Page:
Freight volumes are steadily surging, which have made many in the industry breathe a sigh of relief. However, rates are still suppressed, which is potentially due to the fact that the movement of goods is for warehouse and inventory redistribution rather than consumer-facing activity. Freight volumes during COVID has been a hot topic of discussion for many carriers.
Likely Factors Contributing To The Surge
"According to Joy Hanawa, Thunder Funding's Chief of Analytics, "We've seen a nice rebound in volume and freight rates in June. This is good news for our customers. Freight rates are still impacted by lower fuel prices, but carriers are getting busier."
Load availability has increased in recent weeks, especially for dry van and reefer loads, as lifted shutdown orders have kickstarted retail sales and the summer produce season has spiked demand for refrigerated reefer haulers. Even flatbeds have seen some growth thanks to a stronger-than-anticipated construction season.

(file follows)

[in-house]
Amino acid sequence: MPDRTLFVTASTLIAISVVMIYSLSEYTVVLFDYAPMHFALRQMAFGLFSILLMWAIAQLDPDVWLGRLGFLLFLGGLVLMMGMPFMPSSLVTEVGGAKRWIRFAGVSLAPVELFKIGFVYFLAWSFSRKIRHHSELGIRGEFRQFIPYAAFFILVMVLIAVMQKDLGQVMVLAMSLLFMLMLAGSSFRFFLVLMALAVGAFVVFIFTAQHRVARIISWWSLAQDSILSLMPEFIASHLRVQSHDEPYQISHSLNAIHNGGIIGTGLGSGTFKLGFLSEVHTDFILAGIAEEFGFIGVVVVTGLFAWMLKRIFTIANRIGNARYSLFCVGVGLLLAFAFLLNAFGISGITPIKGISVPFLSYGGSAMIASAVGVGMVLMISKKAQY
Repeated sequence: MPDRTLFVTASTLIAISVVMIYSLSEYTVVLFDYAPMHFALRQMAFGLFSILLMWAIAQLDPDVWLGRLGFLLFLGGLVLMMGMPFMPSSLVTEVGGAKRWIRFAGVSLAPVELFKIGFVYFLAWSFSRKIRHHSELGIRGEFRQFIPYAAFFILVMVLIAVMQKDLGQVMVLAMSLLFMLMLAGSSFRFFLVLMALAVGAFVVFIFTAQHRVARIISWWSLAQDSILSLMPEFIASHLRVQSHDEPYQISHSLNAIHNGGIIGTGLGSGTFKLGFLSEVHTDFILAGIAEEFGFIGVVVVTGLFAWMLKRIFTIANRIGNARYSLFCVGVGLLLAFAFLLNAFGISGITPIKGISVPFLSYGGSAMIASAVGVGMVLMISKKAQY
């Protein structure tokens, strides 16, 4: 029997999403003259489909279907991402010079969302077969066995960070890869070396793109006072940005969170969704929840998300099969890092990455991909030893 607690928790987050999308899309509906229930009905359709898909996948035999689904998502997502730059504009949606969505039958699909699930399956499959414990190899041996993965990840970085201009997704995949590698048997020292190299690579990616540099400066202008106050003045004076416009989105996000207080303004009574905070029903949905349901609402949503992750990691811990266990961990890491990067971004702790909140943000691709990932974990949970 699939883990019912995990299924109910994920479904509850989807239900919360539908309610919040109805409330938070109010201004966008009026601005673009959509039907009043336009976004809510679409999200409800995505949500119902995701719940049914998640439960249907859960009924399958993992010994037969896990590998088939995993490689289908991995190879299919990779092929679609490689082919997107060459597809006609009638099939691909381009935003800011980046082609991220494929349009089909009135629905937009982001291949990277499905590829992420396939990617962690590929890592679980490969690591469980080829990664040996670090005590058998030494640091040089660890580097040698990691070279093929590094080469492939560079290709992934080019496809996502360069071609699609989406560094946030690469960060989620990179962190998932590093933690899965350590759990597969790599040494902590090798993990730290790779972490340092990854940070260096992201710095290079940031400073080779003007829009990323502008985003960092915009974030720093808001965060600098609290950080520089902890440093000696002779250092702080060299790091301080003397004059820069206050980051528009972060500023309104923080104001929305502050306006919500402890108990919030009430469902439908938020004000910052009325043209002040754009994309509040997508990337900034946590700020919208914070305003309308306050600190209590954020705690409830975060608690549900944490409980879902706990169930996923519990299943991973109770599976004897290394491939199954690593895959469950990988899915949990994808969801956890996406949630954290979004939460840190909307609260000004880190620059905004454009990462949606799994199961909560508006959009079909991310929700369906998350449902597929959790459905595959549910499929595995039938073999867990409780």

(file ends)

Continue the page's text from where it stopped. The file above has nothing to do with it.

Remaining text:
Interestingly enough, retail sales were up 18% nationally in May from April, which was one of the biggest drivers of the short recovery period. Major chains like J.C. Penny, J. Crew, Neiman Marcus and Pier 1, among others, announced bankruptcies, while other retailers have experienced massive increases in business.
Home improvement giants like Home Depot and Lowe’s as well as sporting goods retailers have enjoyed huge spikes in sales. Not surprisingly, home office furnishings sales in the form of chairs, printers and monitors have soared.
Carriers with Diverse Freight Sources Are Weathering The Storm
In the contract freight market, it’s no surprise that reefer loads have weathered the downturn better than other types of freight. The food and beverage sector has remained steadily active throughout the economic slowdown while other sectors like manufacturing have significantly slowed or stopped completely. Carriers with diverse sources of freight have clearly been able to ride out the impact the pandemic has had on the economy better than those focused on a niche that has screeched to a halt.
For more information about the trucking industry and the coronavirus be sure to check out this blog post: The Life of a Truck Driver in the Midst of COVID-19